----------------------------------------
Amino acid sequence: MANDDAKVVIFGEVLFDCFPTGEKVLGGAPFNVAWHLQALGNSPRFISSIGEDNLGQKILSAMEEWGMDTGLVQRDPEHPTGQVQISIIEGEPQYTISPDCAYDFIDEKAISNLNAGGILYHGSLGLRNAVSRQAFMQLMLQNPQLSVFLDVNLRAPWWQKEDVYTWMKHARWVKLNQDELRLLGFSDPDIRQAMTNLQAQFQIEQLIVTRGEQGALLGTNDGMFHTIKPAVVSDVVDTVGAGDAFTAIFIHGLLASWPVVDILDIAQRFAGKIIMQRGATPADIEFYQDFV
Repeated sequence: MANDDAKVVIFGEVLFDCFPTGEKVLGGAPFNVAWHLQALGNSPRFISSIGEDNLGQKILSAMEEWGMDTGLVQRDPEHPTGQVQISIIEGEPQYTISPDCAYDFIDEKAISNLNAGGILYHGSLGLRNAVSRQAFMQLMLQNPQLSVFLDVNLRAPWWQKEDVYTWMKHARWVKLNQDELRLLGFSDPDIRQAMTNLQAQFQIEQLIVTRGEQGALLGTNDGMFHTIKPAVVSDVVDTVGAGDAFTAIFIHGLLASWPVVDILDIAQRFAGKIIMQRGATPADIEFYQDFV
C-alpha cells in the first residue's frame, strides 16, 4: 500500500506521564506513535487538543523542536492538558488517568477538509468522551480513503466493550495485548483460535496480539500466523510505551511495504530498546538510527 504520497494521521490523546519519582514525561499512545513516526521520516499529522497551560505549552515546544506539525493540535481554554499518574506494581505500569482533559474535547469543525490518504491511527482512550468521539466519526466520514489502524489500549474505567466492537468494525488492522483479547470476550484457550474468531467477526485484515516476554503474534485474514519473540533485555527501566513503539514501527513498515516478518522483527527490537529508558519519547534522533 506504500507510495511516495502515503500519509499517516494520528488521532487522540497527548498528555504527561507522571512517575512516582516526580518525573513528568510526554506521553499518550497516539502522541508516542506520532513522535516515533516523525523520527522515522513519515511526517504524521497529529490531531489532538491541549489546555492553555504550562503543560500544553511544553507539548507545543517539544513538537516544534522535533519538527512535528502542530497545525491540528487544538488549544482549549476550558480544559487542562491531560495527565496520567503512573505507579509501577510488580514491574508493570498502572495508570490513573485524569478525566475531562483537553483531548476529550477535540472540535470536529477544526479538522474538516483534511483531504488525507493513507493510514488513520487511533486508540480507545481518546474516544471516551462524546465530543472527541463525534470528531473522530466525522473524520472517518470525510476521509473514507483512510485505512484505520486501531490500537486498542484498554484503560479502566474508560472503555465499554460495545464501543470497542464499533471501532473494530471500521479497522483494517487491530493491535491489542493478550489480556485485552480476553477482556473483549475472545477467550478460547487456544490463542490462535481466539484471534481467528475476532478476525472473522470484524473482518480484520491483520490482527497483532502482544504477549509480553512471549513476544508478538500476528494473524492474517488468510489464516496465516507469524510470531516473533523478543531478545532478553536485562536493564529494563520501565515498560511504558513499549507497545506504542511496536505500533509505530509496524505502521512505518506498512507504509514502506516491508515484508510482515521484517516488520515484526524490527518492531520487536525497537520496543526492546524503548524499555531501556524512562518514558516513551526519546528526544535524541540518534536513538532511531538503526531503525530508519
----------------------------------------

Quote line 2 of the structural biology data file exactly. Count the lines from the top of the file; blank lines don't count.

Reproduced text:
Repeated sequence: MANDDAKVVIFGEVLFDCFPTGEKVLGGAPFNVAWHLQALGNSPRFISSIGEDNLGQKILSAMEEWGMDTGLVQRDPEHPTGQVQISIIEGEPQYTISPDCAYDFIDEKAISNLNAGGILYHGSLGLRNAVSRQAFMQLMLQNPQLSVFLDVNLRAPWWQKEDVYTWMKHARWVKLNQDELRLLGFSDPDIRQAMTNLQAQFQIEQLIVTRGEQGALLGTNDGMFHTIKPAVVSDVVDTVGAGDAFTAIFIHGLLASWPVVDILDIAQRFAGKIIMQRGATPADIEFYQDFV